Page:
Scouts hear from ‘Dirty Jobs’ star
Published 8:31 pm Thursday, August 5, 2010
EDITOR’S NOTE: Boy Scouts from Suffolk, Franklin and Smithfield —designated Troop 1736 — have been at Fort A.P. Hill in Caroline County, site of the 2010 National Scout Jamboree, which celebrates 100 years of Scouting in America. Cole Barclay, a 16-year-old Nansemond-Suffolk Academy junior and a member of Suffolk Troop 16, was on the scene and filed this report.
What happens when you take a big field, give it a huge stage and speakers, fill it with more than 70,000 people, provide music, movies and speeches, throw in parachutists and fireworks, call it a centennial, and set it in America?
What happens is the Boy Scouts of America’s 100th-anniversary Jamboree, which culminated this week with an arena show full of excitement and surprises.
The show began with a jet flyover, which was followed by musical performances by steel drummers from Barbados and Sarah Centeno, who was definitely a favorite of the Scouts.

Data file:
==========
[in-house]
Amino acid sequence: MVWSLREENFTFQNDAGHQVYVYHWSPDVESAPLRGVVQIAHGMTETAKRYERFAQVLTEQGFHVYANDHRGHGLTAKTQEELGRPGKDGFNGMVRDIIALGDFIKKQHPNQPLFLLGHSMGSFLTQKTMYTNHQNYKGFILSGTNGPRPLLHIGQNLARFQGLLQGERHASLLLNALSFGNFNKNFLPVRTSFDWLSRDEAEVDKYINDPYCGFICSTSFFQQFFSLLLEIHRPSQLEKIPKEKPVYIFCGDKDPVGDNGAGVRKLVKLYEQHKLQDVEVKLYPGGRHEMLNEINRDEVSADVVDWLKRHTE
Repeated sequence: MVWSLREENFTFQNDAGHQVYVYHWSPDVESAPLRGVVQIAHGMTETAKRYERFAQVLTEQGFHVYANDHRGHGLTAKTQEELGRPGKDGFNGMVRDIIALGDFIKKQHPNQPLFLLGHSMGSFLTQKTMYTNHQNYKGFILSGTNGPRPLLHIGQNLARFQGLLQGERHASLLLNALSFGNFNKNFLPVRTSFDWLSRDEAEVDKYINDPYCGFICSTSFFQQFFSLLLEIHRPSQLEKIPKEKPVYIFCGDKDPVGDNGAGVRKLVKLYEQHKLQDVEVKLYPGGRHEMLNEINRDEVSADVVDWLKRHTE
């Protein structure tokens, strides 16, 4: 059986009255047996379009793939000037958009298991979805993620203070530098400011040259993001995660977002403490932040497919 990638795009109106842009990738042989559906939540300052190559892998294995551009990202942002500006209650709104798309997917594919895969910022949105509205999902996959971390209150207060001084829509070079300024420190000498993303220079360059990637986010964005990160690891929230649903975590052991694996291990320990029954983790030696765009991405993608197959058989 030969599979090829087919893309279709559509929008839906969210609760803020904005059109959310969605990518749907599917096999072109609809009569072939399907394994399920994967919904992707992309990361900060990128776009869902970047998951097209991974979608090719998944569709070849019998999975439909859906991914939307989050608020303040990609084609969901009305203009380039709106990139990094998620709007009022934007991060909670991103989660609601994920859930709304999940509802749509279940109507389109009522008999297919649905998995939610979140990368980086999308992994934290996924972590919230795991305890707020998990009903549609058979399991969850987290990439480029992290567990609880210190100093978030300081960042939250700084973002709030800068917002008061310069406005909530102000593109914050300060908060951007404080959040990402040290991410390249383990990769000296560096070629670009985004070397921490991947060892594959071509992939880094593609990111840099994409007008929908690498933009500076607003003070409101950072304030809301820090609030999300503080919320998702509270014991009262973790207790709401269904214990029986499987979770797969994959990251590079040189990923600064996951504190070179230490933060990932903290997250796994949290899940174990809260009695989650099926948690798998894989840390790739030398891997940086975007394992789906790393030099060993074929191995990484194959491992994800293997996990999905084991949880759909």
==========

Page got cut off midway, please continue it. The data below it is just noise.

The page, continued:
While people were still pouring onto the field, an AT&T message board flashed greetings.
An opening video sequence was set off by fireworks and fire cauldrons surrounding us. The Star Spangled Banner was sung by Honor Society, a breakout band from California. There were more fireworks while Scouts in uniform danced on stage.
We were then greeted by Eagle Scout Mike Rowe, star of the Discovery Channel show “Dirty Jobs,” the favorite speaker of the night. In the 20 minutes he had with us, he told us a story about how Scouting changed his life.
He said that in his first Scout meeting he was thrown down twice and got a bloody nose doing things that many Scouts find fun, but for some reason he kept going back, and before he knew it, he was an Eagle Scout.
“Scouting forces you to like it,” he said.
Later, the band Switchfoot performed and got everyone on their feet and moving.
Then, in the closing ceremony, everyone received a candle that was lit from the same fire, and we all said the Scout Oath simultaneously. The ceremony concluded with another fireworks display
It was a moving event that I will surely never forget.